Preventative measures can reduce jawbone risk from osteoporosis drugs

BOSTON, MA — Media reports on a connection between certain bone-strengthening drugs and the death of bone tissue in the jaw have raised concerns for many women, notes the September issue of Harvard Women's Health Watch. Most cases of the bone problem, called osteonecrosis, have occurred among cancer patients taking potent intravenous forms of these drugs, but a handful have involved otherwise healthy women taking oral medications to prevent or treat osteoporosis.

The drugs, known as bisphosphonates, include Fosamax, Actonel, Boniva, Skelid, Didronel, Zometa, Aredia, and Bonefos. They are widely prescribed for osteoporosis and are also used to treat bone pain and other complications in cancer patients. Bisphosphonates increase bone density in the short run, but in the long run they may impair new bone formation. Scientists think this may reduce the jawbone's capacity to heal after traumas such as dental extractions or implants.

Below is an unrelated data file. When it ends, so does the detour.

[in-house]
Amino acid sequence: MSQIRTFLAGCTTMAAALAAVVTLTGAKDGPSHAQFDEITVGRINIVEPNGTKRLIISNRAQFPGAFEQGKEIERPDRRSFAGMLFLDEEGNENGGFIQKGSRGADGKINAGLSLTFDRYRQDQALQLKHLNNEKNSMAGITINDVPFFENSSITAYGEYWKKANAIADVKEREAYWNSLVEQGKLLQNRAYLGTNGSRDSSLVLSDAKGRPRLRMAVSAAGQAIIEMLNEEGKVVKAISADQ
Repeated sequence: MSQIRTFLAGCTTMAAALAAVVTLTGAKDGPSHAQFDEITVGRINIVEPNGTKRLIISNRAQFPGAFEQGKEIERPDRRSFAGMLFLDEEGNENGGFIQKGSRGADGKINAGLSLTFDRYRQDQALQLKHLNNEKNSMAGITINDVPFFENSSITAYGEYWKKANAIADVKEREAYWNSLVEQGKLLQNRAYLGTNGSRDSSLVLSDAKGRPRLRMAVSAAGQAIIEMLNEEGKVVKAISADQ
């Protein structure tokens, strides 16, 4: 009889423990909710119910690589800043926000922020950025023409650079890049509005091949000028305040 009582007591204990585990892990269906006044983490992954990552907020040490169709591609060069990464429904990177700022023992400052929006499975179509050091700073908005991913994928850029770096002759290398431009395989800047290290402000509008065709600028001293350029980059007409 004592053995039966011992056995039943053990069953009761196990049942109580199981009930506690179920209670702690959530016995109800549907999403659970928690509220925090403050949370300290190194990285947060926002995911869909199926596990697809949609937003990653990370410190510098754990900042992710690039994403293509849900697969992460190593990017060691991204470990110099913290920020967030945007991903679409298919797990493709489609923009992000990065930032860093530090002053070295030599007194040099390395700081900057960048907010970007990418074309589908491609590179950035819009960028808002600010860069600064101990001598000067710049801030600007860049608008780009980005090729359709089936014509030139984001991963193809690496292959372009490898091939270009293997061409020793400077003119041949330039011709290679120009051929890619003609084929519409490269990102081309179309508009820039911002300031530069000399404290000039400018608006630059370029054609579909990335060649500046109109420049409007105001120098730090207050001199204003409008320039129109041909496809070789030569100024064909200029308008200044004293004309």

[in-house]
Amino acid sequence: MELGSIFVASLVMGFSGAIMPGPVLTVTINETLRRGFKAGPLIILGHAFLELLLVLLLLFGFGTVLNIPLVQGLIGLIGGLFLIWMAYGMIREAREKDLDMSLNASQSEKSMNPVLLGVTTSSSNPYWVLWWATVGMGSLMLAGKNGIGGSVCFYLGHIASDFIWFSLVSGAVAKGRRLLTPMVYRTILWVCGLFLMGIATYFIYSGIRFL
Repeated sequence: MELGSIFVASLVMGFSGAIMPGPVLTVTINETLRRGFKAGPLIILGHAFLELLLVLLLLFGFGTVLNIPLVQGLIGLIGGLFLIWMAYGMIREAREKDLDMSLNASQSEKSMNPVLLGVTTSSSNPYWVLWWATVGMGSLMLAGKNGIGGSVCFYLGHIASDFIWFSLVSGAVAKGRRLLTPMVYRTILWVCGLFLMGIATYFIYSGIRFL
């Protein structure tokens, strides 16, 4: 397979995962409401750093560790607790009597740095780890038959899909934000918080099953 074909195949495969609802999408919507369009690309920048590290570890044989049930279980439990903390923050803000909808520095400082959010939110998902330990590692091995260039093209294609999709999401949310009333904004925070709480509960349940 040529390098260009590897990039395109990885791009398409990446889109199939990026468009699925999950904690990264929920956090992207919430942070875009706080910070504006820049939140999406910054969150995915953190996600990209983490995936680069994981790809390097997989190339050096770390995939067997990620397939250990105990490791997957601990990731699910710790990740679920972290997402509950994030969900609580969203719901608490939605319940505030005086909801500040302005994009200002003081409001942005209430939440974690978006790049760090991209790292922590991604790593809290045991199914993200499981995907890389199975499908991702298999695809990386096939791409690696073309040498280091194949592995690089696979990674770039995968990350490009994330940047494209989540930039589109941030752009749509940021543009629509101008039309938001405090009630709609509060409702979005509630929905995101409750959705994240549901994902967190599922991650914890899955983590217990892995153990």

Investigations into the extent of the problem are ongoing. Anyone taking bisphosphonates should be aware of the symptoms, which include pain, swelling, and numbness at the site of a tooth extraction or other oral surgery.

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